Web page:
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Atari's Adventure

    No, this is not a joke. This was really the Doom:3 of the Atari System... or something like that.

    How many of you remember this? Created by Warren Robinett and released in 1982 (My year of birth!) and selling over A MILLION copies, this game was also a revolutionary piece for the gaming industry. It was the first to have screen/room changes, item pickups/drops, a secret, and the game that coined the phrase 'Easter Egg'; as in programmed secrets... not the Easter Bunny Fuck Treats.

    You control our Hero, a nameless green pixel. The nameless king of your nameless kingdom has had his Enchanted Chalice stolen by the nameless evil wizard of another nameless kingdom. Gripping so far, isn't it? However the nameless lands are perilous indeed! On the lookout for you are three Dragons (Bet you forgot they had names) that look more like creatures you'd expect to see being fed bread crumbs by retired one-toothed dotcom'ers. Also thrown in the mix, is a bunch of items and keys, and a nameless bat. Right then, let the pixelation begin, fear my cursor you quacks!

    Okay. An Atari cartridge can hold about 4 Kilobytes... That's about the size of that Tiffany Amber Thieson 'exposed' picture you got tucked away on your hard drive. Yet somehow, this guy was able to get the entire game onto 4K with sprites, backgrounds and sounds. So although remarkably horrid looking, it is actually rather respectable for being such a large game. For those of you inept to math and cannot comprehend how little 4K is, an N64 cartridge holds 8,000-12,000K or the fact that your basic CDR holds 640,000-700,000K shows how tiny this grandpa cartridge is.

    Your mission, transverse the nameless lands to obtain coloured keys in turn to open coloured nameless kingdoms, slay dragons, and steal your enchanted chalice (which has a brilliantly executed colour scrolling script) and bring it back to your golden nameless kingdom. Alright now, I'm dying to do this, let's review the sprites - :)

Hero - The mightiest pixel in the entire Atari universe.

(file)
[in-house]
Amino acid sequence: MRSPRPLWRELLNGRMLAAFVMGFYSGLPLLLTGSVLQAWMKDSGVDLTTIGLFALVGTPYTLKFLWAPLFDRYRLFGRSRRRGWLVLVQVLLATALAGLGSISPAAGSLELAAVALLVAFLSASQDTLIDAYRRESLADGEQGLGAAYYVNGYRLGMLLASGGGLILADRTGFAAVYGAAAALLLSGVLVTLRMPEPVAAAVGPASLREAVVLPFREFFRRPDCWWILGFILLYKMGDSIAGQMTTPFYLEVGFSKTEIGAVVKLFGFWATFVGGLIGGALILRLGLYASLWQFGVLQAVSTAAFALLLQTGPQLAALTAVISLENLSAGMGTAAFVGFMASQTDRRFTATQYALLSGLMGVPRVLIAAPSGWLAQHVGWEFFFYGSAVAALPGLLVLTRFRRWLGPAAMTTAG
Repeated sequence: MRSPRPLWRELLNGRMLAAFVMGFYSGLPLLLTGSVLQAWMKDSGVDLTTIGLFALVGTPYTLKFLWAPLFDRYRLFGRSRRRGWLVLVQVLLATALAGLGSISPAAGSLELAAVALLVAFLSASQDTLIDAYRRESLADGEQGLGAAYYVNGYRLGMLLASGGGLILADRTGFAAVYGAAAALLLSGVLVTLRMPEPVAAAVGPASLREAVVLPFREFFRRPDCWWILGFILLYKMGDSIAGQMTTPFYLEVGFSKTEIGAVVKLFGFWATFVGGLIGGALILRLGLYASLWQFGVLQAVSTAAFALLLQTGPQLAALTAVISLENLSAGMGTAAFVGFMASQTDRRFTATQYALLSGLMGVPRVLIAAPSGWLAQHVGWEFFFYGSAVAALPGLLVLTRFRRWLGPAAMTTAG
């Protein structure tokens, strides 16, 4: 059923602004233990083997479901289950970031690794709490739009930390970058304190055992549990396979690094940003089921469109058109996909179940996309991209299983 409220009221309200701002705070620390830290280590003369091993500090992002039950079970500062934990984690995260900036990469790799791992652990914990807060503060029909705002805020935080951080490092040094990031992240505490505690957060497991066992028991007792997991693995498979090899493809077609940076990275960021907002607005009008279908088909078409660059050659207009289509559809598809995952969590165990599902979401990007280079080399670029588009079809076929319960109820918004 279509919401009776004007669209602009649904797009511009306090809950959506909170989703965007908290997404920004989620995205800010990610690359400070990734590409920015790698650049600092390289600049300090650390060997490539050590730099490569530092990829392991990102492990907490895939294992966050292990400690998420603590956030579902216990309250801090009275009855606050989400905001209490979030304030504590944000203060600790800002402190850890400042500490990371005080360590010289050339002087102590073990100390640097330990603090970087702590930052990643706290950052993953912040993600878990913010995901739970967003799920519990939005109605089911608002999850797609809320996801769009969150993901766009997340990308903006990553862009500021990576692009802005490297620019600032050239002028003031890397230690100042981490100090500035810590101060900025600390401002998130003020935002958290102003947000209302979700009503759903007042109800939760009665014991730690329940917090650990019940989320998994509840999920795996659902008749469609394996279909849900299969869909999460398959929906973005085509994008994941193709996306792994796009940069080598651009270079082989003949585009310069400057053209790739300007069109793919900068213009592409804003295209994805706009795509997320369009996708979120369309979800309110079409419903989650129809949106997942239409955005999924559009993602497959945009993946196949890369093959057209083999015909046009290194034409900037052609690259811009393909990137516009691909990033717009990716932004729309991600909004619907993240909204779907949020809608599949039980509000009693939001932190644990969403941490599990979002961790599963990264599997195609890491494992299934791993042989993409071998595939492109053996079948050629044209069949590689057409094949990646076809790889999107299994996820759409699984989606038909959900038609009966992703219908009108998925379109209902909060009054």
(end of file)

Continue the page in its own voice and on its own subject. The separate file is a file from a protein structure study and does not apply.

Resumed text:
Key - Numerous variations to the colour, each opens whatever castle matches it's colour.

Magnet - Draws whatever item is in the room towards you. Usually used to get back items that are stuck in the wall, however you're fucked if this is stuck in the wall.

Sword - Our hero's mighty blade... Something's are already so funny, it's irrelevant to try to even make it any funnier, so it's a fucking arrow, that's it, I just can't make that any funnier.

Bridge - Two purple bars that let you walk over/through the walls. Our hero is such a monster he has no problem hauling around a fucking bridge, but in no way can he carry two keys at once. I take the whole mighty hero thing back.

Enchanted Chalice - All this hassle for this, uh, seizure inducing, demon head looking, cup.

Bat - Originally supposed to be named Knuberrub, it was decided the name was 'too weird' and was instead, like the rest of the story, left nameless. It picks up random objects and brings them to you in exchange for what you have... sometimes taking away your sword in exchange for a dragon.

Yorgle - Why is it the only things to be named were the dragons? Well anyways, this is supposed to be the yellow dragon. He's slow, and roams the nameless lands, steering clear of the gold key for some reason.

Grindle - The smeary-green-snot coloured dragon. Guards minor items or keys, and is also slow.

Rhindle - The bad ass red dragon. Yes, bad ass. He guards more important stuff, like the seizure chalice, and moves just as quickly as you, only with the ability to fly over walls, which makes him highly annoying... and bad ass.

    So what happens if you finally drag the chalice back to your nameless castle? Why the castle walls start strobing like the chalice! Wow. That was fun. As sad is it is to say, this game can actually get pretty fuckin' hard. It's got three difficulty levels. Level one being insanely easy, two being slightly more tedious, and then the third... The items spawn randomly throughout the area, there are numerous castles to open and physically impossible mazes to venture. There's even a pitch black maze where you only have a small square of light around you, or that damn bat that flies around swapping items or bringing dragons to you. You kids think your games today are hard, prah!

    As much as I would love to make fun of this game, I actually like it too much to razz on it to the Nth degree. Alas, you don't need snazzy graphics, catchy music, in depth title, or Tommy Vercetti to have a fun or challenging game, and that's coming from a complete FX whore like myself. Go down to Value Village, pick up an Atari+games package for like, five bucks, or go download an emulator and the game.

(For all your Atari needs, visit Atariage.)